If an owner fails to correct a violation in a timely manner, some association CC&Rs allow the association to correct the violation on a lot/unit, at the owner’s cost. This is known as “self-help”. If association the CC&Rs allow for the use of “self-help”, it is important that the association specifically follow the procedures outlined in the association’s CC&Rs prior to entering the lot/unit to rectify the violation. It is recommended that the association provide the owner with the date on which the work will be done, the person who is doing the work and the expected time that the person will enter the lot. While an association can use self-help if authorized in the governing CC&Rs, it cannot cause a breach of the peace. Therefore, if the owner confronts the worker who enters his/her property, either verbally or physically, then that worker must withdraw and the association is required to pursue its other legal remedies to effectuate a cure of the violation.

Covenant Enforcement

An association should adopt a covenant enforcement policy and notify residents of this policy. This policy should set out the steps the association will take to address a violation (such as reminder notices, demand letters, fines and penalties, self-help, filing a lawsuit, etc.), as well as any fines which may/shall result as a result of the continuation of the violation. The policy should make it clear that if the association incurs attorney fees and costs, the association will seek reimbursement from the owner and could be included in any judgment against the owner which may be entered by the court (please note that any language in the policy regarding attorney fees cannot be inconsistent with any provisions in the CC&Rs regarding attorney fees). An association should also consider reminders in the association’s newsletters or other mailings to the owners regarding certain types of common violations (such as parking violations) and request that all owners comply by a certain date.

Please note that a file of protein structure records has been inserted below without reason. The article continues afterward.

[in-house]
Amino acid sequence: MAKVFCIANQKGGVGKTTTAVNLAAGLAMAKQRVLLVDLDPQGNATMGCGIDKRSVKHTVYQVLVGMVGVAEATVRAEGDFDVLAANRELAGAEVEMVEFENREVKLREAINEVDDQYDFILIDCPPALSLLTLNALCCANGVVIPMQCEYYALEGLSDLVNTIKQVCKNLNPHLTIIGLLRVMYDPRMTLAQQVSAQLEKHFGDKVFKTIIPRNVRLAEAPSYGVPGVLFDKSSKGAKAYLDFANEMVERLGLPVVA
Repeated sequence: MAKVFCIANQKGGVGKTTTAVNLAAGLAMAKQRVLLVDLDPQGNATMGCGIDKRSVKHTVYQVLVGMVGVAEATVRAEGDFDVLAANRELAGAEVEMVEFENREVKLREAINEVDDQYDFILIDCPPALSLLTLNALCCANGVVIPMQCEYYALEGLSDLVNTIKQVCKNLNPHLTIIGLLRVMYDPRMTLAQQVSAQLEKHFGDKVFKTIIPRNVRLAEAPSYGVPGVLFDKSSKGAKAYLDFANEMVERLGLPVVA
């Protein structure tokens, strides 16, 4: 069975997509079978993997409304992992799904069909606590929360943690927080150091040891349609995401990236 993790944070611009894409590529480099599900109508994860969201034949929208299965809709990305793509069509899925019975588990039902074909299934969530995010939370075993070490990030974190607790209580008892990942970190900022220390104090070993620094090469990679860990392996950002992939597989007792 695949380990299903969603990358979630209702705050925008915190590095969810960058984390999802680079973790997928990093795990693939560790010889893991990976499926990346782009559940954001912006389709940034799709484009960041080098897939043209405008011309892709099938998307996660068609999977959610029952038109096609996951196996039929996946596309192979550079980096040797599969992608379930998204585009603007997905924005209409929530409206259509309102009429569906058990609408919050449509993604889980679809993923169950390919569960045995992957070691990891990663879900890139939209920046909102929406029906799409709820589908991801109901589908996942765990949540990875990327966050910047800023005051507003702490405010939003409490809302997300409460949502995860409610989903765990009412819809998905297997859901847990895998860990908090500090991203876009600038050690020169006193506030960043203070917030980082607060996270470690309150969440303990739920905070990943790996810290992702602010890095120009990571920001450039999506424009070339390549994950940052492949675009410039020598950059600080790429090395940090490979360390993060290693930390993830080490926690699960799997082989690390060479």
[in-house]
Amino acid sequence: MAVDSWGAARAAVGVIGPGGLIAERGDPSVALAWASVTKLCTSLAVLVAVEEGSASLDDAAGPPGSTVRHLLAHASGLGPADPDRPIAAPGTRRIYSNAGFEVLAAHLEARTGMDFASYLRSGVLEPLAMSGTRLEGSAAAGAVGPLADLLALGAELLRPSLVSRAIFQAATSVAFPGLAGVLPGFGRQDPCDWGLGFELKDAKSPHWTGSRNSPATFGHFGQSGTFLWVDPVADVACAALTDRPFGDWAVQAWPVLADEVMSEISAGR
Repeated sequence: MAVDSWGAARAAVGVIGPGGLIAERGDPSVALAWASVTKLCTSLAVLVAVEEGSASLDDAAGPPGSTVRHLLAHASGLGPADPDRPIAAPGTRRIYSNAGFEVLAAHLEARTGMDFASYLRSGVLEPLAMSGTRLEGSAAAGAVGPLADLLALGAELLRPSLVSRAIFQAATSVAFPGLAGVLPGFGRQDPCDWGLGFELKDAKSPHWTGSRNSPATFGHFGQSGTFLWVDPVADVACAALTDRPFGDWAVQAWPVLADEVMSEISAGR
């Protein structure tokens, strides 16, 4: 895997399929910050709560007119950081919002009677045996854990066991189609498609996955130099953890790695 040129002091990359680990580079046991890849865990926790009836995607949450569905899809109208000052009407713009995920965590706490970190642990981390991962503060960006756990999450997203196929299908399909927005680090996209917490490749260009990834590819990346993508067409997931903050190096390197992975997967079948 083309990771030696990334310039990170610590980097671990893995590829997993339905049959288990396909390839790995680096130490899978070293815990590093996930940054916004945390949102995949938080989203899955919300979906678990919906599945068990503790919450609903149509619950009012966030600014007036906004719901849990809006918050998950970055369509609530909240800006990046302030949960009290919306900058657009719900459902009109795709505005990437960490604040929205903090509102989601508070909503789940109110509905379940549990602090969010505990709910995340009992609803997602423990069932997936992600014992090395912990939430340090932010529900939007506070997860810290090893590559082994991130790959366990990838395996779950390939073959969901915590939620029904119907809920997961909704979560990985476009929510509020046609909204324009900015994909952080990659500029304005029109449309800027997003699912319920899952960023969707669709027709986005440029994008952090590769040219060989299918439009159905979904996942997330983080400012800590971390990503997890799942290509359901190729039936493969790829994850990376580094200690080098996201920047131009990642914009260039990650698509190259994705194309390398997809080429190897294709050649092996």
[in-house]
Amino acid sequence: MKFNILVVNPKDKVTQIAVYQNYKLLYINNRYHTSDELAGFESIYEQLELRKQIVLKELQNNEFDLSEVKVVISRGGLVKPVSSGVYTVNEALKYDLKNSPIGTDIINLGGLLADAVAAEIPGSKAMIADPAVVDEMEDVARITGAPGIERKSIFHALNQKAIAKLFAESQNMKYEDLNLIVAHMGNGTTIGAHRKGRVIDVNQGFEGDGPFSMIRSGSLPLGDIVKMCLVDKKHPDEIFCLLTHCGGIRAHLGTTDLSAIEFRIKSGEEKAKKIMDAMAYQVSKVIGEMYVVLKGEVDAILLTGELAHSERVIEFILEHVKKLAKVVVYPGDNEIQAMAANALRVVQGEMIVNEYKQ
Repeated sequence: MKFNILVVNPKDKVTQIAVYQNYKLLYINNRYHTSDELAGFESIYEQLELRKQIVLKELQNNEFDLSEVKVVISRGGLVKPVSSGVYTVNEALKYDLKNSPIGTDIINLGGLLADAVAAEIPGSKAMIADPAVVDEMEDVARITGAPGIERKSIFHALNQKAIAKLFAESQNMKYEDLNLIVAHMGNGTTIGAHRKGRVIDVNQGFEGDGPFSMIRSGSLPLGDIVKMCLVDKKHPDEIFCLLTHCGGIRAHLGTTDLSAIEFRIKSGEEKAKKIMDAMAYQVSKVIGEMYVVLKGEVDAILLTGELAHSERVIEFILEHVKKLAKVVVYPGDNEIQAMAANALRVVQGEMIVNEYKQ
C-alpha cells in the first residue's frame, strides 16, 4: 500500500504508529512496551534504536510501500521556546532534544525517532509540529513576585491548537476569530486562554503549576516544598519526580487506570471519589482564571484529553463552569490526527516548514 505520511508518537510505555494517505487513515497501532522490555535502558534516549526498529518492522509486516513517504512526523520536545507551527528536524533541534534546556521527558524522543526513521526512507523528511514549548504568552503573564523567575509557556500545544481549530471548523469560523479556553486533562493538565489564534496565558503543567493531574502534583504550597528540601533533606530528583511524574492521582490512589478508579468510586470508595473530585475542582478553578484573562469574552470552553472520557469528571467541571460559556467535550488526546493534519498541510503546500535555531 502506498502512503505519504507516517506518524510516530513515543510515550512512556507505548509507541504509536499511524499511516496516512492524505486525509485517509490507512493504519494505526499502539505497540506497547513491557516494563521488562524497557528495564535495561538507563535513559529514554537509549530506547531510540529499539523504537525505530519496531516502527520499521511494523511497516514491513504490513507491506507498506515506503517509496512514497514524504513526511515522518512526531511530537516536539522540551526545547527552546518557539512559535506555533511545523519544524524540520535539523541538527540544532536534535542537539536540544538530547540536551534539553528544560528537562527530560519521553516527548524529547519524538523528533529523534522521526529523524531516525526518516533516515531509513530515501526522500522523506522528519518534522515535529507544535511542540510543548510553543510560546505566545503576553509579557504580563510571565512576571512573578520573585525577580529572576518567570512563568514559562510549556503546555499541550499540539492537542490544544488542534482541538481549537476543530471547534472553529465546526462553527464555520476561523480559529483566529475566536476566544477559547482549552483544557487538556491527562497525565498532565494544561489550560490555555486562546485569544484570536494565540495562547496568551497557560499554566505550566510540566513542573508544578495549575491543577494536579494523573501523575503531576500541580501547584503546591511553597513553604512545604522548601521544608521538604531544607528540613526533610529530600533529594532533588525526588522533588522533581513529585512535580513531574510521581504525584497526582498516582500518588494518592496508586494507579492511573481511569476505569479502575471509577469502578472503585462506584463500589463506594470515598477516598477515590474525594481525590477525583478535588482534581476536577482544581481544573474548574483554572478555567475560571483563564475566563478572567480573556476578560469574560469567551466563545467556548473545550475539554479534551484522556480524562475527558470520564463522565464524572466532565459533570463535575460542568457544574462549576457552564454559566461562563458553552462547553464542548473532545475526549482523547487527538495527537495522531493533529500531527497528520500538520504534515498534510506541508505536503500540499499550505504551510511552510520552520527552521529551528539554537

If litigation is the only method by which an association can compel compliance with the governing documents, an association has the right to file a claim in superior court, asking the court to order that the owner bring the property into compliance by correcting the violation.  This type of lawsuit is commonly known as injunctive relief. If an owner fails to voluntarily comply during or after the lawsuit and the Association obtains an injunctive relief judgment, enforcement of the judgment requires an evidentiary hearing before the judge where the association has to provide witnesses and exhibits showing the violation and the association’s attempts to have the violation corrected without having to resort to court action. In most cases, once the judge enters an order requiring compliance, it will also enter judgment in favor of the association for its attorneys’ fees and costs incurred, although the amount awarded for attorney fees is discretionary on the judge’s part.

An association also has the option to file a complaint against an owner in the Arizona Department of Real Estate. The Ari-zona Department of Real Estate will set a hearing with an administrative Law Judge. The Association can request that the Administrative Law Judge order the owner to comply with the governing documents. However, the remedies in this department are limited and the association will not be able to recover attorneys’ fees.

All Petitions must be in writing on the form approved by ADRE.
Only an owner or association may Petition the Department for a hearing.
The Department cannot accept Petitions (complaints) filed by or against renters, non-owners, directors, representatives, other homeowners or community management companies.

A single issue complaint is $500. (The new reduced fee is effective July 1, 2016); and, each additional issue complaint is $500.
Filing fees are NON-REFUNDABLE, except when the petition is dismissed at the request of the Petitioner before a hearing is scheduled, or by stipulation of the parties before a hearing is scheduled. A.R.S § 32-2199.01 (B).
The prevailing party is reimbursed their filing fee if applicable.